Marketing Momentum  Blog

Strategy, behavioural analytics and insight - served with a creative twist.


The season of giving...and wasting

According to WRAP (the organisation that promotes recycling in the UK), this Christmas will see consumers throw away enough wrapping paper to stretch around the equator nine times, or reach to the moon if each sheet were laid end to end. One of their tips to help reduce this number is to look out for gifts that have packaging that can be reused. Their specific examples are gift bags that can be reused and presents which come in tins or plastic containers that can be reused for storage at home. This is a solid message to present any clients who want to use packaging to promote a ‘green’ side to their brand.

But waste at Christmas in not just about wrapping paper, bottles, cans, foil and trees. There is the almost taboo issue of ‘unwanted presents’. In research carried out in Australia by eBay and Gumtree last year, the results revealed over half (56%) of Australians received at least one unwanted gift and almost a third will be using online sites to help pay off some of their own Christmas debt by selling the unwanted presents. Two thirds of Aussies will use the extra funds to pay off bills or boost their savings. The results also found a gender divide with men more likely to sell gifts online for cash and women far more likely to re-gift their unwanted presents.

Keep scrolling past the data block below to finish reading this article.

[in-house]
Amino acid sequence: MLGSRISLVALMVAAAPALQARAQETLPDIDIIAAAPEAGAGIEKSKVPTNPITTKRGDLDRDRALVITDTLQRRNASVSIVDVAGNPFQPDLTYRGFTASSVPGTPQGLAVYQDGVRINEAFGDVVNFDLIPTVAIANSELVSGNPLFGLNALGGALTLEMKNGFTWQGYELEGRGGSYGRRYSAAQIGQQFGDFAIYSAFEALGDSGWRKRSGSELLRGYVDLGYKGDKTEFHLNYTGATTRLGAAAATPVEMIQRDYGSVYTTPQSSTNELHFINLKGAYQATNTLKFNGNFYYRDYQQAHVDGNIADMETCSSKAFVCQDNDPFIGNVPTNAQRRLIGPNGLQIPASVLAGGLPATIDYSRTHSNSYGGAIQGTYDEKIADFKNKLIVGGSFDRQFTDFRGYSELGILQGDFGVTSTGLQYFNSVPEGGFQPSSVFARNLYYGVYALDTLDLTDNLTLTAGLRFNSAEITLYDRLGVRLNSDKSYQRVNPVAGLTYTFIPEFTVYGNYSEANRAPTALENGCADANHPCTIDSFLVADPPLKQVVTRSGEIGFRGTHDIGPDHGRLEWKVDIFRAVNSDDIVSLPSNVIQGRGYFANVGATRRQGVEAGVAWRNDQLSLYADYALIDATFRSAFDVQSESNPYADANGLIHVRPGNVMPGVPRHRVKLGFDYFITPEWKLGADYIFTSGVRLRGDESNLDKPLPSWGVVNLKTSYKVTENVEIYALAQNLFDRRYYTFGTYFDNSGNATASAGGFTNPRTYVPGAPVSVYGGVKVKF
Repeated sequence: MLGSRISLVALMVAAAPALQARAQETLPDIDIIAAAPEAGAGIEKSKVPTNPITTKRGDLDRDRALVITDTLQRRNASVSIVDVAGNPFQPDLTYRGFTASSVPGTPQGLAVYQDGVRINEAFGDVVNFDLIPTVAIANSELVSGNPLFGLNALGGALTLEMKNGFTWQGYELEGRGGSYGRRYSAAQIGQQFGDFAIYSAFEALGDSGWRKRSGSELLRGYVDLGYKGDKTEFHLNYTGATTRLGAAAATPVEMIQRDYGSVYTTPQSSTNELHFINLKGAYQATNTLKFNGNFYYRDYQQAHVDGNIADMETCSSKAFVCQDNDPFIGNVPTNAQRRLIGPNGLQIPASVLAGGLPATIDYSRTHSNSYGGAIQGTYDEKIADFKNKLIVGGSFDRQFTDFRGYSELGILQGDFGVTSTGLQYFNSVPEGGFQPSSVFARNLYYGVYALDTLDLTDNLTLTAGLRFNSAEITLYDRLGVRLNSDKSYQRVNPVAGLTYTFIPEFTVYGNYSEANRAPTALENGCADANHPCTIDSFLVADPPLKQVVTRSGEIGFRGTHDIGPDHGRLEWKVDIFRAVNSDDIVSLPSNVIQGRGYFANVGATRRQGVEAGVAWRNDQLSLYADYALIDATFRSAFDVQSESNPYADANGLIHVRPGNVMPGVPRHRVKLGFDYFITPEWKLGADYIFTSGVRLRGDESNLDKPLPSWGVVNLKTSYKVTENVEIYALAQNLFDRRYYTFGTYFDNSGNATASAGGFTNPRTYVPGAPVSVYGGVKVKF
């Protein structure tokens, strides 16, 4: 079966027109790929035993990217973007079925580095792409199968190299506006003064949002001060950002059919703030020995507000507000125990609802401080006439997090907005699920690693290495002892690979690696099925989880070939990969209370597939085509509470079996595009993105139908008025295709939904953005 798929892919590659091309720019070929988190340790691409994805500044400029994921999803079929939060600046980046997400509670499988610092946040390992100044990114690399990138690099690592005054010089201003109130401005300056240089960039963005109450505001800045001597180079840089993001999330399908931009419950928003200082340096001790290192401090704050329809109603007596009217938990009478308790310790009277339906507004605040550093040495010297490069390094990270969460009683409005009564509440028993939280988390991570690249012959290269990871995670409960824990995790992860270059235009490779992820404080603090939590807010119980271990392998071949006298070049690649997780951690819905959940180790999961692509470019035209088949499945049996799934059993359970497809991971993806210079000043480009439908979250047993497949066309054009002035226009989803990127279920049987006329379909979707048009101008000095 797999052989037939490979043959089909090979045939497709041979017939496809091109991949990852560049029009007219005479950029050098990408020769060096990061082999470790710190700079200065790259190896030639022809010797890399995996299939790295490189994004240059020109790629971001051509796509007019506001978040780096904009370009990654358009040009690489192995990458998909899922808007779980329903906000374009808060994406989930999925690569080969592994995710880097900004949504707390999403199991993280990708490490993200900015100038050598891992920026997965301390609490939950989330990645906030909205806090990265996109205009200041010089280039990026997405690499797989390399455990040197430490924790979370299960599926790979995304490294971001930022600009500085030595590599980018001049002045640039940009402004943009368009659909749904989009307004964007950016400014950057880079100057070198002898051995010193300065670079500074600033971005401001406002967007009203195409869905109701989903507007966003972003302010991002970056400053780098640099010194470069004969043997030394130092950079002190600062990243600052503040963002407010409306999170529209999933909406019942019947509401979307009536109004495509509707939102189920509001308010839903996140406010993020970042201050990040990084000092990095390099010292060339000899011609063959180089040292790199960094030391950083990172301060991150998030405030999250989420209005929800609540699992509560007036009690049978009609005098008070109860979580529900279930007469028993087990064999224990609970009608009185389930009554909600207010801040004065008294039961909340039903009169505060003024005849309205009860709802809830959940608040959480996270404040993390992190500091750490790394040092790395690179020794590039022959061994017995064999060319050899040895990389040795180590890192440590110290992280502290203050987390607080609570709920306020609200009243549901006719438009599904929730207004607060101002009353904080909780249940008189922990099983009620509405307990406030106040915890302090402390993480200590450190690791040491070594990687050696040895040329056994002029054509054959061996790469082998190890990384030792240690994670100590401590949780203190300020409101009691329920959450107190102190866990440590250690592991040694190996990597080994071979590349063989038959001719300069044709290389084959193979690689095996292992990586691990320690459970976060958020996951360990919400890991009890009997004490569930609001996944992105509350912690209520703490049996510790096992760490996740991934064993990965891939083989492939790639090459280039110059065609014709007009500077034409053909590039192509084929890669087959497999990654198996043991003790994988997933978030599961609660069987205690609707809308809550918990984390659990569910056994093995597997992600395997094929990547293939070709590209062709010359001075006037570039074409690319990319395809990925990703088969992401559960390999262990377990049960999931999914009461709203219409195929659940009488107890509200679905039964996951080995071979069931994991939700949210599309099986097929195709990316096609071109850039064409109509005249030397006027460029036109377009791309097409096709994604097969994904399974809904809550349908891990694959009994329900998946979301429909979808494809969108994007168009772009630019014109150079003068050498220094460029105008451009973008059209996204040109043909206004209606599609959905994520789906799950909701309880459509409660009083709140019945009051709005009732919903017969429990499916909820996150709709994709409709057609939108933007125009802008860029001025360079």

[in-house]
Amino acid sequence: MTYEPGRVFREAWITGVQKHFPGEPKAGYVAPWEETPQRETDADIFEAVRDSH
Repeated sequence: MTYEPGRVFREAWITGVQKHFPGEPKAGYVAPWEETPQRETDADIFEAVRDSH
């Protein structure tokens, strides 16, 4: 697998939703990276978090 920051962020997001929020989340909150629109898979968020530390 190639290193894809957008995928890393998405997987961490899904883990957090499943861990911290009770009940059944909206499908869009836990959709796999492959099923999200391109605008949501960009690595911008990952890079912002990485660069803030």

It’s not just an Australian phenomenon. Last December, the UK newspaper the Mirror ran an article that declared: “Times might be tough but we’ve still managed to waste a staggering £594 million on dodgy Christmas gifts. At least one of the 10 gifts the average person received will be left unloved under the tree. Internet auction site eBay saw a surge of some 200,000 Brits hitting the net to flog unwanted pressies on Christmas morning. By Boxing Day almost 1.5 million new items had been listed on the site as the disappointed hoped to turn trash into cash.”

Giving consumers the chance to give and receive gifts that are genuinely loved goes much further than the fuzzy feeling of satisfaction. It saves heartache and hassle and perhaps most important of all from an environmental perspective, it saves waste.

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